Operating in the ‘other’ fog can kill too
January 24, 2013
you read Joel Milton’s blog about operating in fog,
he was talking about the meteorological
temperature dew point spread that causes the mist that closes in around you.
Of course, this always occurs at the worst time and place.
you can’t see where you’re going, bad things can happen. His advice to limit or
avoid sailing in fog is very prudent.
there is another kind of fog, and it is not Mother Nature’s doing. It is man-made
and self-inflicted. Even in the clearest weather, not looking (and seeing)
where you are going can kill you just as fast as Joel’s fog.
5 – “Lookout,” of the Navigation Rules states: “Every vessel shall at all times
maintain a proper lookout by sight and hearing as well as by all available
means appropriate in the prevailing circumstances and conditions so as to make
a full appraisal of the situation and of the risk of collision.”
to keep a proper lookout has been the cause of many a bad day at sea. Motoring
around without a proper lookout is just asking for trouble. Add in allisions,
groundings, and near misses to round out the consequences of failing to observe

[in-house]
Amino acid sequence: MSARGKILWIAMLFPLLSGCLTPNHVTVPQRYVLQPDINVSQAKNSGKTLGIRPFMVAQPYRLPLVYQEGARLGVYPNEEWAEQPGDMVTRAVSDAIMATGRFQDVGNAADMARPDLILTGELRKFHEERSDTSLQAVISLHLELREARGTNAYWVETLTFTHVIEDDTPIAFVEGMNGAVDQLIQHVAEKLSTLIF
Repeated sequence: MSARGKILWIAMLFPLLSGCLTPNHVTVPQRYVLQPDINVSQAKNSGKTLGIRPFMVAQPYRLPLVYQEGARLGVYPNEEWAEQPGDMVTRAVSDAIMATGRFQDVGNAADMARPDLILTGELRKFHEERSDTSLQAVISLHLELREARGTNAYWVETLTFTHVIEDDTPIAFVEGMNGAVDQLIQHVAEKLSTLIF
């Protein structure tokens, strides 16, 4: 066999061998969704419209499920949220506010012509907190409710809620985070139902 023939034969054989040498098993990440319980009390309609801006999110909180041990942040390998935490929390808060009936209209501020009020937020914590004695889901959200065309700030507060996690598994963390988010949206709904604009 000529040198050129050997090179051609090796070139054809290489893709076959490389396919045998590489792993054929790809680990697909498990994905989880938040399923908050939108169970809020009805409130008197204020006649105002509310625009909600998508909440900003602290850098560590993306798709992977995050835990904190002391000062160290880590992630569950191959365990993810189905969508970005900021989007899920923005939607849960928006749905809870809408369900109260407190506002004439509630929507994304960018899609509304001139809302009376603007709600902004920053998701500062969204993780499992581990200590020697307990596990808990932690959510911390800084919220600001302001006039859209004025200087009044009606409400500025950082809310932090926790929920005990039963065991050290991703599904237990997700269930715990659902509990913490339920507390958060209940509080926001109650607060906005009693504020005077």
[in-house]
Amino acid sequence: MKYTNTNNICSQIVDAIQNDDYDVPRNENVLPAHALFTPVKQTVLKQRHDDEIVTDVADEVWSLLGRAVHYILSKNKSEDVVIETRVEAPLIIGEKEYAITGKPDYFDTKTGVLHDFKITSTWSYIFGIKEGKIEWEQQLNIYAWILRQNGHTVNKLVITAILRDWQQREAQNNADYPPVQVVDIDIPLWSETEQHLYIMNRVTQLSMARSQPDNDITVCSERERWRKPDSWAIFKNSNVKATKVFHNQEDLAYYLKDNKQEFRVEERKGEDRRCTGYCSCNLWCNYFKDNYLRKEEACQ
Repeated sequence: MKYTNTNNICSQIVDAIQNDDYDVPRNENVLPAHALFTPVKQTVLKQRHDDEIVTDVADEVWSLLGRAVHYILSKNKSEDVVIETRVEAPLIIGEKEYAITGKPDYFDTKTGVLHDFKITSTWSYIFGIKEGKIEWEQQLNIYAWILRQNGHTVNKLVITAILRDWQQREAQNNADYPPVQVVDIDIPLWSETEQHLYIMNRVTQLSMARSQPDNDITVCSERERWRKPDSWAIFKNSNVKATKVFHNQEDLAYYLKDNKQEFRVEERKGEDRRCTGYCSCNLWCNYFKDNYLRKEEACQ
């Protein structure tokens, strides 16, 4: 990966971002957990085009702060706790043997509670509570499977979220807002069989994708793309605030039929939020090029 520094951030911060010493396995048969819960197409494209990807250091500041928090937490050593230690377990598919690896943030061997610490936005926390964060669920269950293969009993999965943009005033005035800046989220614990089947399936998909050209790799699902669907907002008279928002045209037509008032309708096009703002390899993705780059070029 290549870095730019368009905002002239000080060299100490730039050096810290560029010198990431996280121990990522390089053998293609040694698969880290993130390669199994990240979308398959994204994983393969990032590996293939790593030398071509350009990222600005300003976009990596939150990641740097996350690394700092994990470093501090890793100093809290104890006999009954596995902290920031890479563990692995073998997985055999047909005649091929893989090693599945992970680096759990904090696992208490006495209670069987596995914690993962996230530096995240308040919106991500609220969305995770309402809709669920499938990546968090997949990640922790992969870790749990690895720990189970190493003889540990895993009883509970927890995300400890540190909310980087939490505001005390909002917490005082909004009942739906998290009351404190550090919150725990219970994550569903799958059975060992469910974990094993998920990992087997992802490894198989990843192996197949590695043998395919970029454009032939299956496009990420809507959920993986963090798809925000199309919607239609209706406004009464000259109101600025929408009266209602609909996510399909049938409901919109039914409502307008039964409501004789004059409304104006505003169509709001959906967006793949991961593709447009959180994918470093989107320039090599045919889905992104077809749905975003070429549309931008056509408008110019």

Rule 5, not just in Joel’s fog, but every day you’re underway.
2010, the tug Caribbean Sea and sludge
barge Resource collided with the
amphibious passenger vehicle DUKW 34
on the Delaware River. It was a classic and tragic example of the failure to
maintain a proper lookout. The watch was distracted and wasn’t being a vigilant
lookout. He never saw the DUKW. Two fatalities resulted.
day that I’m out in the harbor I see tugs pushing barges where the tugs’ wheelhouse
can’t see ahead, around, or over the barge. I expect to see a lookout with a
radio forward on the barge. Too often I don’t see that lookout. The guy is
Rule 5 at your, and everyone else’s, peril. So watch where you’re going.